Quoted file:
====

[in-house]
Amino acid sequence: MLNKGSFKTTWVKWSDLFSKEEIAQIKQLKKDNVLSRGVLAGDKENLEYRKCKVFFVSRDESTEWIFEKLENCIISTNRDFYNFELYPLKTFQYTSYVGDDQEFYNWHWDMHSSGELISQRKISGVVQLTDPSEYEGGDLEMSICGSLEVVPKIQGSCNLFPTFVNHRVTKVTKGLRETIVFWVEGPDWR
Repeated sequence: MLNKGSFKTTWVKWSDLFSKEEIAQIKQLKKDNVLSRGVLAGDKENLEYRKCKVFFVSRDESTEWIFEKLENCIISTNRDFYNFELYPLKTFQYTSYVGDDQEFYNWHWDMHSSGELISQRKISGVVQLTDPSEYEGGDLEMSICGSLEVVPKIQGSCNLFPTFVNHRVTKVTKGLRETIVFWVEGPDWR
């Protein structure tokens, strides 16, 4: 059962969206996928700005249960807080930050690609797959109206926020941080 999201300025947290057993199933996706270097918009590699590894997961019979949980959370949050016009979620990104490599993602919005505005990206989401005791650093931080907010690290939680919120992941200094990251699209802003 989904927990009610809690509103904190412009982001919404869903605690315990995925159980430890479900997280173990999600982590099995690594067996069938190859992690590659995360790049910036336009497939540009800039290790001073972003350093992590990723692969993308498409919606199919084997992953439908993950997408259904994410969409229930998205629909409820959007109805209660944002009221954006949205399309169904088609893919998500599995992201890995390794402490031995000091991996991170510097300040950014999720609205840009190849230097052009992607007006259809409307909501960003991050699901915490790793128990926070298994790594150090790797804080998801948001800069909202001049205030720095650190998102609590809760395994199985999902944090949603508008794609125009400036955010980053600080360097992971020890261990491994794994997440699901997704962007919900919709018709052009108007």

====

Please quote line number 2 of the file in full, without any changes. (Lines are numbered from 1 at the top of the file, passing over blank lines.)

Amino acid sequence: MLNKGSFKTTWVKWSDLFSKEEIAQIKQLKKDNVLSRGVLAGDKENLEYRKCKVFFVSRDESTEWIFEKLENCIISTNRDFYNFELYPLKTFQYTSYVGDDQEFYNWHWDMHSSGELISQRKISGVVQLTDPSEYEGGDLEMSICGSLEVVPKIQGSCNLFPTFVNHRVTKVTKGLRETIVFWVEGPDWR